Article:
Art is perhaps one of the truest forms of expression. Especially when it defies all convention. Throughout the ages artists have oft become embroiled in controversy for their creations. This has occurred for thousands of years and continues on today. Continuing to create art despite death treats requires great courage. Read on to learn about 10 people who have done just that - risked their lives for art.
We all know that Roman lore is full of sex, conspiracy, and violence. It only seems fitting that the life of the first emperor of Rome be intertwined with a controversial artist. In the year 8 AD, the Latin poet Ovid is exiled. Scholars have attempted to unravel the mystery of Ovid’s exile. His exile was personally ordered by Augustus but an official reason for Ovid’s banishment was never declared.
Ovid was born in 43 BC in central Italy. When he was older, he began studying for a career in Rome but dropped it all to become a poet. He was the author of the narrative poem composed of more than 250 myths and fifteen books, “The Metamorphoses.” In the year 18 BC, Rome made adultery a crime and made strict regulations on marriage. Ovid was never a fan of the legislation and published poetry for women about love and sex. He denied that these poems supported adultery; but they certainly did not fit into Augustus’s conservative stance on marriage. Ovid lived a bohemian life outside of societal rules and regulations, and Augustus felt that his presence in the Empire was a threat. Ovid died in 17 AD while exiled in Romania.
9. Konstantin Altunin
Russia is not fond of protests and doesn’t take kindly to people who use their art to express social commentary. This is a truth Konstantin Altunin has experienced first-hand. Altunin is a painter from Arkhangelsk, Russia. In 2013, a painting he did entitled “Travesty” went on display at St. Petersburg’s Museum of Authority. Travesty depicted President Vladimir Putin and Prime Minister Dmitry Medvedev wearing ladies’ lingerie. It depicts Putin playing with Medvedev’s hair while both men look straight ahead. Another canvas was of a rainbow and Vitalay Milonov in the foreground. Milonov became well known for being the head proponent of the anti-gay propaganda law. Just as quickly as Altunin’s exhibit went up, armed forces stormed the museum and confiscated four of his paintings.
Authorities shut down the museum and were accompanied by Milonov when they went to take the paintings. Prior to its closure, the museum had been giving free entry to people who would secretly say that they were LGBT. To abide by the law, the museum founder Alexander Donskoi had forbidden minors from attending. Donskoi had also taken precautions to warn visitors of the political nature of the exhibition.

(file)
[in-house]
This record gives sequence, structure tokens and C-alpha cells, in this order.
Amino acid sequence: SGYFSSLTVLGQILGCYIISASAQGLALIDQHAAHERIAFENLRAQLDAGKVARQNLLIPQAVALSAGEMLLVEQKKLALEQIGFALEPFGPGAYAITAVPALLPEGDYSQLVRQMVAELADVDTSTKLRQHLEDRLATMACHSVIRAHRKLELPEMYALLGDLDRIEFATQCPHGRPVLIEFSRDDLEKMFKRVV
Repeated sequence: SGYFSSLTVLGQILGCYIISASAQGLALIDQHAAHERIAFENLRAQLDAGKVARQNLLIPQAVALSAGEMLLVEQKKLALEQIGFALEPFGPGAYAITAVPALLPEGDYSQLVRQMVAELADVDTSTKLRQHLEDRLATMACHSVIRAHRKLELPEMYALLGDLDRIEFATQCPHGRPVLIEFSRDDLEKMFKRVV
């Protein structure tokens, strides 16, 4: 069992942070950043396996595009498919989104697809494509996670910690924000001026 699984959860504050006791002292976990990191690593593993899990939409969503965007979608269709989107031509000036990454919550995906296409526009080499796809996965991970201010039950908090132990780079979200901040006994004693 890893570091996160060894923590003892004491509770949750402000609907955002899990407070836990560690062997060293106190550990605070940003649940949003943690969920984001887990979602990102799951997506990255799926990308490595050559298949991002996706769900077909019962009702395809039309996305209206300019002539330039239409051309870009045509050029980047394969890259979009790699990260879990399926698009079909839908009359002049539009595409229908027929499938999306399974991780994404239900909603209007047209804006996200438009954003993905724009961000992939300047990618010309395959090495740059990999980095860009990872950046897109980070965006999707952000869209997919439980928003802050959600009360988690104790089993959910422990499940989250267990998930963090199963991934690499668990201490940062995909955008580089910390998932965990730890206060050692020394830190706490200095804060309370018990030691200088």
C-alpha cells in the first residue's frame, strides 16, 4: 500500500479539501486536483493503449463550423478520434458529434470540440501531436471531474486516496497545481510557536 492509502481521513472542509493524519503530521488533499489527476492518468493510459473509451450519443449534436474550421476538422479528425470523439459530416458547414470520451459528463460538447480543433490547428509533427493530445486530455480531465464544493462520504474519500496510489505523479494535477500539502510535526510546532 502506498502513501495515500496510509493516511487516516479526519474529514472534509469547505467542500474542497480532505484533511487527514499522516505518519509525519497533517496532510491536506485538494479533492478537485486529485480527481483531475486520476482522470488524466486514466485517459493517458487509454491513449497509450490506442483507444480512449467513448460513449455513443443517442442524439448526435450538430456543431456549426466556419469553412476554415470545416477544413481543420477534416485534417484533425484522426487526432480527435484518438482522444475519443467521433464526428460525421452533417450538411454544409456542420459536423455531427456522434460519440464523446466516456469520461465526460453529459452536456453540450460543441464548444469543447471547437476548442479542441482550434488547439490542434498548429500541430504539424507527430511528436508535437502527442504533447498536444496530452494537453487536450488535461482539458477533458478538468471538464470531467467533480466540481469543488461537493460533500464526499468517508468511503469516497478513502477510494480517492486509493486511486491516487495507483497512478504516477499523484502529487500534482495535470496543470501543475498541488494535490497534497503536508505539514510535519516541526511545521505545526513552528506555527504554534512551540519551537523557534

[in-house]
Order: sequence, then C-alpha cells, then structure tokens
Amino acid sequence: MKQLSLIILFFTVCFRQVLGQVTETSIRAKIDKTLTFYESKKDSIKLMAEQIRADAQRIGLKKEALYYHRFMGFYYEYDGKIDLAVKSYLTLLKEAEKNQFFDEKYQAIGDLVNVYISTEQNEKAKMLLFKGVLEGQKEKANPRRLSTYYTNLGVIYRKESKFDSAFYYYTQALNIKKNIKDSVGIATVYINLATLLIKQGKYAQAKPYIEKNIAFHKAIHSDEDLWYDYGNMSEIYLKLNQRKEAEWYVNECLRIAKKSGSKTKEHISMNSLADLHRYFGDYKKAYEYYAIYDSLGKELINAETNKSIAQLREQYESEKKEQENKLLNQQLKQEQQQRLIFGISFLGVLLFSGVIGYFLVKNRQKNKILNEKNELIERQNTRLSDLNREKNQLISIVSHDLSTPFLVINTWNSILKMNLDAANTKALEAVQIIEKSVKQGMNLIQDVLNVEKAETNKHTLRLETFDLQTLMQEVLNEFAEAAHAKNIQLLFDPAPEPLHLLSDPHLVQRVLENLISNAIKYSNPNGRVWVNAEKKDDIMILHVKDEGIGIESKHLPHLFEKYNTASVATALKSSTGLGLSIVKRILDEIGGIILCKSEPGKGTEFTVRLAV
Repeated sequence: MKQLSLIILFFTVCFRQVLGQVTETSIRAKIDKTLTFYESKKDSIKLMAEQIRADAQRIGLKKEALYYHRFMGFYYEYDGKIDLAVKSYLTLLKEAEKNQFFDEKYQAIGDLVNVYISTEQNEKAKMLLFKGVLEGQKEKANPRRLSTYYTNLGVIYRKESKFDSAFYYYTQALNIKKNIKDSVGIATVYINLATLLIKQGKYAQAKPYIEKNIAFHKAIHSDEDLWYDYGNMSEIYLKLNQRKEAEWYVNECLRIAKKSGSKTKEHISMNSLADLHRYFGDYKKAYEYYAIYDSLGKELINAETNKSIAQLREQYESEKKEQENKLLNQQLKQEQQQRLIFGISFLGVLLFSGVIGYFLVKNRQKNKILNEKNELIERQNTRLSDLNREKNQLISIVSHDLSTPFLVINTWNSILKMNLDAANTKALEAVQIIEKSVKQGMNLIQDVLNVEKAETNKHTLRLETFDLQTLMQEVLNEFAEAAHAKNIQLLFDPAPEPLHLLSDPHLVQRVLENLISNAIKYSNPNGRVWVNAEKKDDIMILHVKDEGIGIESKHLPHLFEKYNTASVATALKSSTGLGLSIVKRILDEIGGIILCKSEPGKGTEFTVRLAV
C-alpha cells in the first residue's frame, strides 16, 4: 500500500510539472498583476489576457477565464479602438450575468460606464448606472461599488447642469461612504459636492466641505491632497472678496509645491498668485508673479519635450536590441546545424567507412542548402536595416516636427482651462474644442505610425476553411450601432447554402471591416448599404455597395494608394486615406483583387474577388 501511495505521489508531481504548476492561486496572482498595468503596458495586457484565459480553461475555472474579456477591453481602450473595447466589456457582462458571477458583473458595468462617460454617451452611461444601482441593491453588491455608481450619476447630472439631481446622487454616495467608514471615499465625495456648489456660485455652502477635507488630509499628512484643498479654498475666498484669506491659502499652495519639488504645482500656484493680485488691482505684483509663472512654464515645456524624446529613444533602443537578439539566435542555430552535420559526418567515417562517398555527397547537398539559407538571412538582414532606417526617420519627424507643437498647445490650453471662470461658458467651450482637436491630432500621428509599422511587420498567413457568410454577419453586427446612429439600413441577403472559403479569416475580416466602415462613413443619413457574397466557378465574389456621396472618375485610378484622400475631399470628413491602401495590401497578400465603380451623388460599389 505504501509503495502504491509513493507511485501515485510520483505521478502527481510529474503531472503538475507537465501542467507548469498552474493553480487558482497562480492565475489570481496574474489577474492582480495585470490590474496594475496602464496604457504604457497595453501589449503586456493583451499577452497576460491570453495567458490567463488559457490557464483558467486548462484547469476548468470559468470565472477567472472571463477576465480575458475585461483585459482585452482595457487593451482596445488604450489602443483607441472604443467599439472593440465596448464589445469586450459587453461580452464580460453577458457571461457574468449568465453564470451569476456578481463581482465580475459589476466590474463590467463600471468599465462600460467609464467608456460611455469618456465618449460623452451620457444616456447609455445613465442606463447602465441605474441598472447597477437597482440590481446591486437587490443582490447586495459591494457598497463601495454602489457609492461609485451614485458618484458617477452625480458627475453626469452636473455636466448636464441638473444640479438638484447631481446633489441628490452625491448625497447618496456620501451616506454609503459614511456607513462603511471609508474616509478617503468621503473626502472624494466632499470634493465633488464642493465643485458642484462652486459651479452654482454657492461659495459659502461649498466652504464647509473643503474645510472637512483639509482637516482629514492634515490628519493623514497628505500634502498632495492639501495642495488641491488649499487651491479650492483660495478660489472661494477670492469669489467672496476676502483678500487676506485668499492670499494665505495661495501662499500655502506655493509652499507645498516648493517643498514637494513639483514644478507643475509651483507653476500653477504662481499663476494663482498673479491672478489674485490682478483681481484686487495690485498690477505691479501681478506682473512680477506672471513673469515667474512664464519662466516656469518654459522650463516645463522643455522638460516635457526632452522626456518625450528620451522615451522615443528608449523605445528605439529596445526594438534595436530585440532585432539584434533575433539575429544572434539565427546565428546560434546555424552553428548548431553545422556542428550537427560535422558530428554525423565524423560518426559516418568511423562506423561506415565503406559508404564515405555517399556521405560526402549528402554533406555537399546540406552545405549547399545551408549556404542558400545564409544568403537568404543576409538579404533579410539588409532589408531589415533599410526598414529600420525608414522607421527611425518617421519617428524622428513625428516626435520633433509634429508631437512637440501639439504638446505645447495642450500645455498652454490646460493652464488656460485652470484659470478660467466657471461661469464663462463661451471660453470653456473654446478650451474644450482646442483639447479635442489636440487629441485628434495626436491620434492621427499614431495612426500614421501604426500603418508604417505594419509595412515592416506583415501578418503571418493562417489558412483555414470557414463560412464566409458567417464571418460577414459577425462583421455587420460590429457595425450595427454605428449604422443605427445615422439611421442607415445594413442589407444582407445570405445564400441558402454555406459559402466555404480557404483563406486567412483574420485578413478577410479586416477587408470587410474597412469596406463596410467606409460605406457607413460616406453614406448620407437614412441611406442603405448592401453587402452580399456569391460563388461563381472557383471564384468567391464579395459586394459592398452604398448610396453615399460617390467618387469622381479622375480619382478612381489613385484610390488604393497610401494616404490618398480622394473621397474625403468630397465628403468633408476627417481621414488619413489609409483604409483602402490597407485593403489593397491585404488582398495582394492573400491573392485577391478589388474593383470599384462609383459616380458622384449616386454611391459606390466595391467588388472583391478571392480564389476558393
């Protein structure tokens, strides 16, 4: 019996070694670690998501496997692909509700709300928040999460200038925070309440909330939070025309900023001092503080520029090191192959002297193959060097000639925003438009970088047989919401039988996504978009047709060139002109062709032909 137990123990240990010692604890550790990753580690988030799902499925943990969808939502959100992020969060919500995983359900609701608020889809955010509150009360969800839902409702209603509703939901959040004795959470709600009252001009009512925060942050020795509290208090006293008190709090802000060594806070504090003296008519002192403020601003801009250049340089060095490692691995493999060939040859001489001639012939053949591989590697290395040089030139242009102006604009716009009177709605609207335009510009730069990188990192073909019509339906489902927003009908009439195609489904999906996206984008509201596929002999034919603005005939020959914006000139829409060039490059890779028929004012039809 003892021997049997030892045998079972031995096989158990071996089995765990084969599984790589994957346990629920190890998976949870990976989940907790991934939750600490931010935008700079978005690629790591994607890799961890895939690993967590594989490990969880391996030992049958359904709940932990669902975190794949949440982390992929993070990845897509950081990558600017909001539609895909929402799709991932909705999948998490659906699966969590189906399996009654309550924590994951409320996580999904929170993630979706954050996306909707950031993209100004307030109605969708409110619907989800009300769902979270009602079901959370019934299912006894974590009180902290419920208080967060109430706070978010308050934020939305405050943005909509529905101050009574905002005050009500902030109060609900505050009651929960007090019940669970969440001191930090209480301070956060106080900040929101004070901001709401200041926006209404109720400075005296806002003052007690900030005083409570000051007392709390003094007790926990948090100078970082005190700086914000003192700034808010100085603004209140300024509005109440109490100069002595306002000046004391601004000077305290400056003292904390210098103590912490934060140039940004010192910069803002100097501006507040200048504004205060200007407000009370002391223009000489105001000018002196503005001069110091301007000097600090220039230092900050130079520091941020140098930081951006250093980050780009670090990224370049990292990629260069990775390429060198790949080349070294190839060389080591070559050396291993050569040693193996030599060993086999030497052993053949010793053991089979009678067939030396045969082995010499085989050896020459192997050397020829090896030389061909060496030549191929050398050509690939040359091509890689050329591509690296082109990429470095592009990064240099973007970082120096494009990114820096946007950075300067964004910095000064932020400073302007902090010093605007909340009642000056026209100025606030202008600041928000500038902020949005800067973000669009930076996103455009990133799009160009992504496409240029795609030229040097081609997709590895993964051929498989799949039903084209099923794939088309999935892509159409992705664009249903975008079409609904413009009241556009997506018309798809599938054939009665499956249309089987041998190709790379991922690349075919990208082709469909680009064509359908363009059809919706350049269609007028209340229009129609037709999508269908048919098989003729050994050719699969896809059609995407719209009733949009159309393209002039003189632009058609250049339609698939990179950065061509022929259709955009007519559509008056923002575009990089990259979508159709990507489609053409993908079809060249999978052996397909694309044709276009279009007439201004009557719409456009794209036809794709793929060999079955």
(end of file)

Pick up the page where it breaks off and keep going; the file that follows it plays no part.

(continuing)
Fearing arrest, Altunin fled to Paris on August 27, 2013. He is seeking permanent asylum in France because he says he wants “to live and work in an atmosphere of freedom.”
8. Osip Mandelstam
Stalin was not fond of many people. He rules the Soviet Union for a terrifying 30 years. He would exile, torture, and kill anyone who he deemed a threat to his absolute power. He was responsible for the deaths of an estimated 20-60 million people - that is between 1,830 and 4,479 people a day. His horrifying tactics to eliminate anyone and everyone included artificial famines, labor camps, executions, torture, and disappearances. Stalin was an obsessive psychopath and self-conscious angry man who hated when anyone depicted him in an unflattering manner. He weeded out artists who would dare defy him.
Osip Mandelstam recited a short poem to a group of friends in Moscow in 1933. The poem, which Mandelstam had not written down, was critical of Stalin. Months later, in May 1934, his apartment was ransacked by security forces looking for the poem. (The surviving quote from the poem comes from an anonymous source).
He forges decrees like horseshoes—decrees and decrees:
This one gets it in the balls, that one in the forehead, him rightbetween the eyes.
Whenever he’s got a victim, he glows like a broad chested
Georgian munching a raspberry.
Even though there was no copy of the poem to be found, Mandelstam was arrested. He was interrogated and kept in jail until authorities decided to exile him and his wife. After living in desperate conditions in exile, authorities forced him to move onto a work camp in Siberia. In 1938 he died in that work camp, the official cause was written off as “exhaustion.” Scholars argue that Mandelstam knew the risks he faced when he composed and shared his poem. It was his deep connection to the art of poetic expression that forced him to expose the darker side of humanity, even though doing so was to put his life in jeopardy.
7. Federico García Locra
During the Spanish Civil War, the author Federico García Locra was executed by firing squad. Locra is considered to be one of the finest writers in the history of Spain. He was born on June 5, 1898. In 1919 he took up residence in Madrid where he joined a house of other intellectuals. Salvador Dali is counted among the friends Locra made in Madrid. A poet and playwright, Locra was known for pushing societal boundaries in his writing. Much of his work played with ideas of sex, a topic he was intimately familiar with as a young gay artist in an intolerant society.